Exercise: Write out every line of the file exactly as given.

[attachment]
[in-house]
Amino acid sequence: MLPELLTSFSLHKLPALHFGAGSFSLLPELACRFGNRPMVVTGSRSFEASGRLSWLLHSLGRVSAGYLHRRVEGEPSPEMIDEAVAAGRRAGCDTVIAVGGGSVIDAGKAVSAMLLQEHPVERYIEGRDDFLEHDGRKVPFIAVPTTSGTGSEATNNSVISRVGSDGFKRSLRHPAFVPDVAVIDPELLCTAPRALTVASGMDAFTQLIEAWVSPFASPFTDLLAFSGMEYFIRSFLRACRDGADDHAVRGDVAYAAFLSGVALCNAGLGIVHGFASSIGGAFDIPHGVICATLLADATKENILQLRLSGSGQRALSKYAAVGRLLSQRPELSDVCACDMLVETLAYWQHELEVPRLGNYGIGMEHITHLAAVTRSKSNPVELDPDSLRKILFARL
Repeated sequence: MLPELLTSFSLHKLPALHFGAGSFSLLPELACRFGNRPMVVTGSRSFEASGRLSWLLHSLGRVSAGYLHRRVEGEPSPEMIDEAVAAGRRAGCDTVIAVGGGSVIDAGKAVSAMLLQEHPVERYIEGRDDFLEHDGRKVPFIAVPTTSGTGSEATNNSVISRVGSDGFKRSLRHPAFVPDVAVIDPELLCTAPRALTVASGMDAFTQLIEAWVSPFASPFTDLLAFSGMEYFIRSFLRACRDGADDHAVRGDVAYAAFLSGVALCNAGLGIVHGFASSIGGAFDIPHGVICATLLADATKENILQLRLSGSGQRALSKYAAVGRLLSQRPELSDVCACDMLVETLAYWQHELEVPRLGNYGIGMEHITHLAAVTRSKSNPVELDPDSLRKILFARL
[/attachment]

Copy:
[in-house]
Amino acid sequence: MLPELLTSFSLHKLPALHFGAGSFSLLPELACRFGNRPMVVTGSRSFEASGRLSWLLHSLGRVSAGYLHRRVEGEPSPEMIDEAVAAGRRAGCDTVIAVGGGSVIDAGKAVSAMLLQEHPVERYIEGRDDFLEHDGRKVPFIAVPTTSGTGSEATNNSVISRVGSDGFKRSLRHPAFVPDVAVIDPELLCTAPRALTVASGMDAFTQLIEAWVSPFASPFTDLLAFSGMEYFIRSFLRACRDGADDHAVRGDVAYAAFLSGVALCNAGLGIVHGFASSIGGAFDIPHGVICATLLADATKENILQLRLSGSGQRALSKYAAVGRLLSQRPELSDVCACDMLVETLAYWQHELEVPRLGNYGIGMEHITHLAAVTRSKSNPVELDPDSLRKILFARL
Repeated sequence: MLPELLTSFSLHKLPALHFGAGSFSLLPELACRFGNRPMVVTGSRSFEASGRLSWLLHSLGRVSAGYLHRRVEGEPSPEMIDEAVAAGRRAGCDTVIAVGGGSVIDAGKAVSAMLLQEHPVERYIEGRDDFLEHDGRKVPFIAVPTTSGTGSEATNNSVISRVGSDGFKRSLRHPAFVPDVAVIDPELLCTAPRALTVASGMDAFTQLIEAWVSPFASPFTDLLAFSGMEYFIRSFLRACRDGADDHAVRGDVAYAAFLSGVALCNAGLGIVHGFASSIGGAFDIPHGVICATLLADATKENILQLRLSGSGQRALSKYAAVGRLLSQRPELSDVCACDMLVETLAYWQHELEVPRLGNYGIGMEHITHLAAVTRSKSNPVELDPDSLRKILFARL